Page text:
Visiting Rocky Mountain National Park in May
Learn all about what to expect visiting Rocky Mountain National Park in May (Written by Erin McCarthy)
May is arguably one of the best months to visit Rocky Mountain National Park. The temperatures are mild, the montane meadows are lush, the elk are grazing with their young, and the snow-capped peaks of the Continental Divide contrast against the bright blue spring sky. The visitor numbers are relatively low in May. In June, the visitor numbers will double, and then some. There are a few drawbacks to visiting in May, depending on your desired activities. Read on for our complete guide to visiting Rocky Mountain National Park in May.
benefits of visiting in may
The biggest benefit of visiting Rocky Mountain National Park in May is the relatively low visitation numbers. While the numbers in May double that of the previous month, it is still significantly lower than the high season (June-September). It’s a sweet spot before the crowds arrive in June when the trails are less crowded, the weather is mild, and there is plenty to do and see.
The snowpack begins to melt in April and continues through May. The montane meadows are a lush emerald green and rushing rivers and streams can be found throughout. Beautiful, vibrant wildflowers dot the landscape. Elk are often spotted with their young on the valley floor, a beautiful and unique sight to be seen.
drawbacks of visiting in may
Unfortunately, hiking accessibility to higher elevations is difficult through the month of May. A lingering snowpack and treacherous conditions present a situation only the experienced backpacker should attempt. In higher subalpine and alpine elevations, snow is guaranteed until June. It is recommended to stick to hikes in the lower montane ecosystem through the month of May. Make sure to plan accordingly as the popular Trail Ridge Road is closed until Memorial Day when the snowplows can safely clear it.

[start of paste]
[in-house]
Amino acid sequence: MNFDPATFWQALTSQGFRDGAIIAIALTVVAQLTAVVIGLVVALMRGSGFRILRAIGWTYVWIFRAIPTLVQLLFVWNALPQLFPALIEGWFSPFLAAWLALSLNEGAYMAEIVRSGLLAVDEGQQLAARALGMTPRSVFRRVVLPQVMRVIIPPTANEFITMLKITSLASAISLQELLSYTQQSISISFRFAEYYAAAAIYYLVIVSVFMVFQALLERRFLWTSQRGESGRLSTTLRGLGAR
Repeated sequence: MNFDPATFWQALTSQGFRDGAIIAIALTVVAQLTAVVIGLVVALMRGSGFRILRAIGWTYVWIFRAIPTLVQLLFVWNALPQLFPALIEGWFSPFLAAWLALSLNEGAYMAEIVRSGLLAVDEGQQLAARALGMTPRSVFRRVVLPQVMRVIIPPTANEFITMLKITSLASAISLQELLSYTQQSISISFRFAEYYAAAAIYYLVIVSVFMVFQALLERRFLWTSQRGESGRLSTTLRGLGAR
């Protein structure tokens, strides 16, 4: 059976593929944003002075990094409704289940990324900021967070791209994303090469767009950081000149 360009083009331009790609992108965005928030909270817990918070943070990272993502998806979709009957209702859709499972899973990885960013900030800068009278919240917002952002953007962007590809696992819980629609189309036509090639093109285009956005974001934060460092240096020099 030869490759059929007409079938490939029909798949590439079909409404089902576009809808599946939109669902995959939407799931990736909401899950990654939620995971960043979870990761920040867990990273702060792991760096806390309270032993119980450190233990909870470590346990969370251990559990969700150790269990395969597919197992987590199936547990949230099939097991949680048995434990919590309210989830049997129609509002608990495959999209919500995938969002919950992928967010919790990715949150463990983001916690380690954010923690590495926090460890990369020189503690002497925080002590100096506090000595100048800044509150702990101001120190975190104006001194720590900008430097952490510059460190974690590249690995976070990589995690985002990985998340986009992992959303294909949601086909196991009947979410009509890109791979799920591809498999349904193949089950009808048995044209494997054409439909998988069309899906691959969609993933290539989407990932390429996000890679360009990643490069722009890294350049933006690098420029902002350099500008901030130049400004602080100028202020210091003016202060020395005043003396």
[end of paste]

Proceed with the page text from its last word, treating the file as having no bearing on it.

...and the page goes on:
things to do in may
Springtime in Rocky Mountain National Park offers several options of activities to fit all fitness levels and timeframes. Below are some recommendations for things to do in May:
Hiking: In May, stick to the lower elevation hikes in the montane ecosystem. Our top three are Upper Beaver Meadow Loop, Deer Mountain, or Little Horseshoe Park Trail (more on hiking below).
Tour the famous Stanley Hotel: The Stanley Hotel, located in Estes Park, is over one hundred years old, with lots of stories to tell. During select evenings, a 60-minute walking tour is offered to learn about the ghosts of the past. Most notably, this is the hotel that Stephen King based his film, The Shining on. Sign up if you dare.
Walk amongst the wildflowers: Springtime in Rocky Mountain National Park means the wildflowers awake from their slumber and dot the landscape with bright colors. In May you can expect Indian Paintbrush, Forget-Me-Nots, and Alpine Avens. Keep your eyes peeled for the fleeting Alpine Sunflower, found only in Rocky Mountain National Park. Check out Tundra Communities Trail for an especially beautiful trail this time of year.
Wildlife watching: Animals in the Rocky Mountains give birth in April and visitors can spot elk with their babies in May. They are commonly found grazing in the montane meadows. With over 1,000 elk in the Park, the likelihood of spotting a cow and her calves is high.
Fishing: though the peak season for catching trout is Mid-June to Mid-October, there is still a possibility of catching trout at the pools in Moraine Park in May.
hiking in may
The lower elevations in the montane ecosystem of Rocky National Park are clear of snow in May. Higher elevations will still have snow through June. The popular trails in this area will be much less crowded than in the summer months. Below are a few recommendations for hiking in May:
1. Upper Beaver Meadows Loop
- Mileage: 5.0 miles round trip
- Elevation Gain: 935 ft
- Trailhead: Upper Beaver Meadows